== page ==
Dealing with Epistemic Uncertainties in Estimating Vulnerability and Risk
Analyses of vulnerability and risk very often make an intrinsic assumption that sources of uncertainty are aleatory in nature or can be treated as if they were aleatory. This is generally not the case for either data or models. The epistemic nature of many sources of uncertainty that arise in risk assessments mean that the effective information content associated with the misfit between observational data and model predictions might be much less than the aleatory assumption would suggest. This is why over-confident decisions might be made and why there is often an element of surprise in actual outcomes relative to risk predictions. Methodologies for dealing with epistemic uncertainties necessarily rely on more subjective expert judgments than formal statistical analysis.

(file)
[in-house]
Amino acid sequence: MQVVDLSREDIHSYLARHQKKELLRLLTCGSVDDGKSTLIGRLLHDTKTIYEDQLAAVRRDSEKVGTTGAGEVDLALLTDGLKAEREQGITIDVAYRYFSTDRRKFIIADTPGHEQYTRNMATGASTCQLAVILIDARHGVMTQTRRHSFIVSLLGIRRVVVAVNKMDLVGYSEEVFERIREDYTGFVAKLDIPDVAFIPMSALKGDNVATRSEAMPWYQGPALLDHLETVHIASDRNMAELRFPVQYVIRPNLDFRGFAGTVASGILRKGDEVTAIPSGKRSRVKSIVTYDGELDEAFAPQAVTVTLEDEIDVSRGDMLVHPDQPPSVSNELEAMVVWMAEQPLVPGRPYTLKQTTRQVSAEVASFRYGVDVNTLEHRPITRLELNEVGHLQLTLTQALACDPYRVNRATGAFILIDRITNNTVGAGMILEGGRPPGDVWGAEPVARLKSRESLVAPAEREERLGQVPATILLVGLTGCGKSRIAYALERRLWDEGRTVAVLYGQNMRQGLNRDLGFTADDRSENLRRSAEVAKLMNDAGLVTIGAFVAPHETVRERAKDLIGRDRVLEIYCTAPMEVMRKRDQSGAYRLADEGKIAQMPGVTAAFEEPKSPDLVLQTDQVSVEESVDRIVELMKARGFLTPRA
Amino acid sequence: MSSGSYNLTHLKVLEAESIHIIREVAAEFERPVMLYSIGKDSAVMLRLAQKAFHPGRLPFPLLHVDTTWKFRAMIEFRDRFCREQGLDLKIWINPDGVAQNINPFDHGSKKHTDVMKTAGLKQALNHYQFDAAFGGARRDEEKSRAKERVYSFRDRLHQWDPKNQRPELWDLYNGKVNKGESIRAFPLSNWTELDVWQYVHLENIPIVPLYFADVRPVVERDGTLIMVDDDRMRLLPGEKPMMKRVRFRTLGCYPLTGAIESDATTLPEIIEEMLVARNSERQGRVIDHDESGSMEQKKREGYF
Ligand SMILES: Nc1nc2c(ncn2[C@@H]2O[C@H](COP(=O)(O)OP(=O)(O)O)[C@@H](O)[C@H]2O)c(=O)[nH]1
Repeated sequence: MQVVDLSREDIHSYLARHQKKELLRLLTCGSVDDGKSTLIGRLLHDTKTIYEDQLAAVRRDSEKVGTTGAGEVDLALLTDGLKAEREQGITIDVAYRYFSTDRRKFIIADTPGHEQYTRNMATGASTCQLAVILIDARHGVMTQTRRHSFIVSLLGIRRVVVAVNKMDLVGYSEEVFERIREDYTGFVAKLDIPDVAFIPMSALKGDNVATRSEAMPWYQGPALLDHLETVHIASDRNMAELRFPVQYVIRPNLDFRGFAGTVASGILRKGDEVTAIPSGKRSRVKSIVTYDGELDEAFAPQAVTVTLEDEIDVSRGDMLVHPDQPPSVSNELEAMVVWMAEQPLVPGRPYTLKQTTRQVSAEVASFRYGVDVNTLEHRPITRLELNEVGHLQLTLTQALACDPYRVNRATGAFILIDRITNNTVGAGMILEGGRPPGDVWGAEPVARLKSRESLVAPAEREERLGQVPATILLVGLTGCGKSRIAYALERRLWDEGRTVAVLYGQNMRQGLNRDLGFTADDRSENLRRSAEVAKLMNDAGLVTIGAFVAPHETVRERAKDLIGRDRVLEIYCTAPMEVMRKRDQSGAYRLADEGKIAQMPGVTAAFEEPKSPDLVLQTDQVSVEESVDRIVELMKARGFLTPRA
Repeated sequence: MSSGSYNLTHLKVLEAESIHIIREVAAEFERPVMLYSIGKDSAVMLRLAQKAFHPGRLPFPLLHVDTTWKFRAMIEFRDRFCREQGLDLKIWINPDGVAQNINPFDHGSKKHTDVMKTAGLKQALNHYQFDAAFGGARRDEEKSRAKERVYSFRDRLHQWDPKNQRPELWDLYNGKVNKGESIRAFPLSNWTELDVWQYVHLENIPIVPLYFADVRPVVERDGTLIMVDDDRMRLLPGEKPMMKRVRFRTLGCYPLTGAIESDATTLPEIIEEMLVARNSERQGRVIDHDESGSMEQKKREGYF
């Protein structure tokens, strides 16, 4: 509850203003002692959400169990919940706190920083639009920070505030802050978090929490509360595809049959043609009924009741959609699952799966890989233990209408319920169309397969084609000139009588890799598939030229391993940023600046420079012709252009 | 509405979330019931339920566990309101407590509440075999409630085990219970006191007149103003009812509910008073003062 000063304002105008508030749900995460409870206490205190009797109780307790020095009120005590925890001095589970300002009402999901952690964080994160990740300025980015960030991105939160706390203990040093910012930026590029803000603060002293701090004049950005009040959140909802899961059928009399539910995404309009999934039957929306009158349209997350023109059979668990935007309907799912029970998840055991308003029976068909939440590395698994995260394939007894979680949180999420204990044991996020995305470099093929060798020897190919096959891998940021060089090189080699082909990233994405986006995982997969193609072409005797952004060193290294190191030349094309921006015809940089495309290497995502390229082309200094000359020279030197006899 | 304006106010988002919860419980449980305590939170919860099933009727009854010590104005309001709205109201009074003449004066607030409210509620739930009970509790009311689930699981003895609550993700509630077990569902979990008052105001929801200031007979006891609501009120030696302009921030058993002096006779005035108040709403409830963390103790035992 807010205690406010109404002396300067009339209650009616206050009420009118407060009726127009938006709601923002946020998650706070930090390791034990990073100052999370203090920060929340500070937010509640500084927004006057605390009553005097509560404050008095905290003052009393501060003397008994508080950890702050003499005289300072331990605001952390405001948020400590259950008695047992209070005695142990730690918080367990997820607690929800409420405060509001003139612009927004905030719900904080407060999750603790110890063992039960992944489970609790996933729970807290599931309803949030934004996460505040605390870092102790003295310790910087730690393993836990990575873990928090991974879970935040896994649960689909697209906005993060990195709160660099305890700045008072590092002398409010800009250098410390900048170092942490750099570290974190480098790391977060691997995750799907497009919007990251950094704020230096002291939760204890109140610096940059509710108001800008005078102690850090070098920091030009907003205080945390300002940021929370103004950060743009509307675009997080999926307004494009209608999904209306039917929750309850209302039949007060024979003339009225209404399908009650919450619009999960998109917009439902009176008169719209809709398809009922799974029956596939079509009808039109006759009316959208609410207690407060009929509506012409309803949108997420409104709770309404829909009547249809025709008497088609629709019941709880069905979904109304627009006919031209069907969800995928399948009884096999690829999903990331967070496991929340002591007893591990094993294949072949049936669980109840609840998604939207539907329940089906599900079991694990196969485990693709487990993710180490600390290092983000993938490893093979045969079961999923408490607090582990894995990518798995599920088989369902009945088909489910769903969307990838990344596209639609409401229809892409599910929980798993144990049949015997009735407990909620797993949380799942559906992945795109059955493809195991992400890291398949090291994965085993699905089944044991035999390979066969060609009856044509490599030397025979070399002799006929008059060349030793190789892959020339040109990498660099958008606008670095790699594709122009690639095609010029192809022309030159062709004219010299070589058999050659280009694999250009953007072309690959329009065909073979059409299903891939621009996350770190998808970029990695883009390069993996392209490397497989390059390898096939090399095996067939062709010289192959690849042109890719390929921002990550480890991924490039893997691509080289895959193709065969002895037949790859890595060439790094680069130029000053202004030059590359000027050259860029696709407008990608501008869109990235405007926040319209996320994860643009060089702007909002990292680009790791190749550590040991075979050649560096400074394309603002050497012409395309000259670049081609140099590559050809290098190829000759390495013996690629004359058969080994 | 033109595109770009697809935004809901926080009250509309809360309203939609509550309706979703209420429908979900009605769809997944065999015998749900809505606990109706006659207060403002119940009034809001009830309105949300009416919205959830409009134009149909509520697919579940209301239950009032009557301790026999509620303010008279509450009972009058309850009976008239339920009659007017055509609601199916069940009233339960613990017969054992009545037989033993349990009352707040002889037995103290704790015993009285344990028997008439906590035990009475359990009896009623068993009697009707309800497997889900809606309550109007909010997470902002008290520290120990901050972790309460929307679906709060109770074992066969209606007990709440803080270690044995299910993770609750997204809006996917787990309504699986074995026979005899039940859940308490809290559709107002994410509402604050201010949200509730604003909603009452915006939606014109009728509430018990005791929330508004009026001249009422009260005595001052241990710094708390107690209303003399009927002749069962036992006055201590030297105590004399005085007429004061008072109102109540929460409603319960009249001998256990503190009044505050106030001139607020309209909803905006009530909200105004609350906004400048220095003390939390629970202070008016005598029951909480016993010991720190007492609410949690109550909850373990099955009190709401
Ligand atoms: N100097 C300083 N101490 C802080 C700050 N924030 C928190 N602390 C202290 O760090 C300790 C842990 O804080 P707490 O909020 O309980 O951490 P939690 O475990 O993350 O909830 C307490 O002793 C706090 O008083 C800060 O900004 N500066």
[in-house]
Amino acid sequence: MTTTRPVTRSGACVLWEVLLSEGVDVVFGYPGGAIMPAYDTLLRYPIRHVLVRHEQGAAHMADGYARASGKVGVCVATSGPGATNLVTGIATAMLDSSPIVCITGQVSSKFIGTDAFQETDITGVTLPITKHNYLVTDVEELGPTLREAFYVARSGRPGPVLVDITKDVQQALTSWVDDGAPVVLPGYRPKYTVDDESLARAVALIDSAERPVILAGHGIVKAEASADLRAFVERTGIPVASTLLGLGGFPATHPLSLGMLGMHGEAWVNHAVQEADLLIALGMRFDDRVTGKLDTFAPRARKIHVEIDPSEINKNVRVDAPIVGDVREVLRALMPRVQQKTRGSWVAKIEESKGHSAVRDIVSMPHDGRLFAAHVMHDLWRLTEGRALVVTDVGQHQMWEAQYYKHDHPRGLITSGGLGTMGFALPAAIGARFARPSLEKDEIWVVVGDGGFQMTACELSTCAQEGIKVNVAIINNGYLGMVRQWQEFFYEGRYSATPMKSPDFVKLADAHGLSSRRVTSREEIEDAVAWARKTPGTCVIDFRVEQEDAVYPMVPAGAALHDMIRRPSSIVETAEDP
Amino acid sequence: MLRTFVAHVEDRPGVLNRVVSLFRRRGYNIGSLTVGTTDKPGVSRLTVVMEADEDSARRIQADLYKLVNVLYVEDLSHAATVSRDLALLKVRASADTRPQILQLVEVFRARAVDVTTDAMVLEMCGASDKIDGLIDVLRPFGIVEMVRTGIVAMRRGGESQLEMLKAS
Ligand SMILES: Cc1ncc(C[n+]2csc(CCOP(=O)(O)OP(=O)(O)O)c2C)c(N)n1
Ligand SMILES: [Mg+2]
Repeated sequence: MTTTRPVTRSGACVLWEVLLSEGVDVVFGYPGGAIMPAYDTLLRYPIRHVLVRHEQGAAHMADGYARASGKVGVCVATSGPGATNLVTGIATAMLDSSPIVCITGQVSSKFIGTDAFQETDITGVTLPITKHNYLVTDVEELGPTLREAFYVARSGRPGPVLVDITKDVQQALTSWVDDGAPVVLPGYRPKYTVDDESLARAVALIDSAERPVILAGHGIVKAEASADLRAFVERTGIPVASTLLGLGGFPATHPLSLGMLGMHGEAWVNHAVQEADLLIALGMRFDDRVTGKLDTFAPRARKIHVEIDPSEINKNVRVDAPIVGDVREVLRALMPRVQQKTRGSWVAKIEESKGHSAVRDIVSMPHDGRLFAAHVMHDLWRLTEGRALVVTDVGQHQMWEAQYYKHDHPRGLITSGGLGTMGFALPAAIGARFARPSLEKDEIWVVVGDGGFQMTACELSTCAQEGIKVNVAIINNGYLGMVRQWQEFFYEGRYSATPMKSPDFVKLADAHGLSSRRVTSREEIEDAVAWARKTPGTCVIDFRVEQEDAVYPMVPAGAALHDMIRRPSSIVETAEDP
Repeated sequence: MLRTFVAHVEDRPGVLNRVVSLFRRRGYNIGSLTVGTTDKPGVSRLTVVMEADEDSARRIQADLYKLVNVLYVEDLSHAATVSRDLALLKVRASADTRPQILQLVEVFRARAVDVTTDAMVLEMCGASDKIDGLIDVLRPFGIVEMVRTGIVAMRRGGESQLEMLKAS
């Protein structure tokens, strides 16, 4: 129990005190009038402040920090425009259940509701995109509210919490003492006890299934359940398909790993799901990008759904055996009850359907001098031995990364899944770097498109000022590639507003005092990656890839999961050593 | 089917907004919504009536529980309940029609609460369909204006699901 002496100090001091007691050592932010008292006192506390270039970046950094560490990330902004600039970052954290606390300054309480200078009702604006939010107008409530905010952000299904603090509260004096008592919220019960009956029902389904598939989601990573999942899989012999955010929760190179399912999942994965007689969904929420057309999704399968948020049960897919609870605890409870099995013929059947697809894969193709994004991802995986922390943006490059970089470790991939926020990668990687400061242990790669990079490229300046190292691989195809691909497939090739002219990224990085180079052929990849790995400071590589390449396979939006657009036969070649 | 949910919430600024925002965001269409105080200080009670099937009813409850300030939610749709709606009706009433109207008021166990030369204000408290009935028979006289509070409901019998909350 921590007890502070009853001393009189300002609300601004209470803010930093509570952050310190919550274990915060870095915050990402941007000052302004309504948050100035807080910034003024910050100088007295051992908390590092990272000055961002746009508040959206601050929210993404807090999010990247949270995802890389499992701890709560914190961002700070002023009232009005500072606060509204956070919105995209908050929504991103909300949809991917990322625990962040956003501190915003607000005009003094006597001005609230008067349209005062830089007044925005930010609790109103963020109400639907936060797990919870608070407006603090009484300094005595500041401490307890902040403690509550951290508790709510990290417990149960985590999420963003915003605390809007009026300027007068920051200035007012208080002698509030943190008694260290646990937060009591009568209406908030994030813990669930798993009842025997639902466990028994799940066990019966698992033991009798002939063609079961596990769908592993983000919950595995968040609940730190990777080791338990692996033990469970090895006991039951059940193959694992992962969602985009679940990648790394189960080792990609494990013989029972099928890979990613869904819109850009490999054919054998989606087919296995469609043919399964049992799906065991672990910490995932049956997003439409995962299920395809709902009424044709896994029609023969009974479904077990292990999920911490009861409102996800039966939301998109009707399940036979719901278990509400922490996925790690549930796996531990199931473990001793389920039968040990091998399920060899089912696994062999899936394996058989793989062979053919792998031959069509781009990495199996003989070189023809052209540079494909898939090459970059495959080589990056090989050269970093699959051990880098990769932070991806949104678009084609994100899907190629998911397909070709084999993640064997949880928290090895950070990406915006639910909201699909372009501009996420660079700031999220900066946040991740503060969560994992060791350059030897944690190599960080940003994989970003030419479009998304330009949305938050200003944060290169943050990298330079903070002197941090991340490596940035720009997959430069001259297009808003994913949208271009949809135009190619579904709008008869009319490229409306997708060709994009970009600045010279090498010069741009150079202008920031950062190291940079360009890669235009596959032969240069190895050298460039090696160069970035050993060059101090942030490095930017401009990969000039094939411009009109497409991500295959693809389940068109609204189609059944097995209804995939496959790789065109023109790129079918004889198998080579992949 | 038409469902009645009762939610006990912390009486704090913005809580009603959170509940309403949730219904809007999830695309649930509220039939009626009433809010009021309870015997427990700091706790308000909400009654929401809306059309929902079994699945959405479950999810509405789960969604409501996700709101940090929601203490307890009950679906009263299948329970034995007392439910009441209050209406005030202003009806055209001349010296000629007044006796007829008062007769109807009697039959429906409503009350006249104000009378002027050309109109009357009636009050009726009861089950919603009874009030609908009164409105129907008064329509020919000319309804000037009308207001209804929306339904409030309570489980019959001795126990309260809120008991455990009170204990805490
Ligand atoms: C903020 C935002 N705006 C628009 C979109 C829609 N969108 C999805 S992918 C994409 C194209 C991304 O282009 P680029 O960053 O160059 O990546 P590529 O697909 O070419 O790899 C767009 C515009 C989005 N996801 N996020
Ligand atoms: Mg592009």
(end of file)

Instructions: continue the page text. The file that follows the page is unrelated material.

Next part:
It is hoped that this mini-symposium will be an opportunity to discuss some of the issues raised by epistemic uncertainties, what their impact is on the information content for model calibration, and methodologies for allowing for them into decision making particularly in mitigating the risk of natural hazards.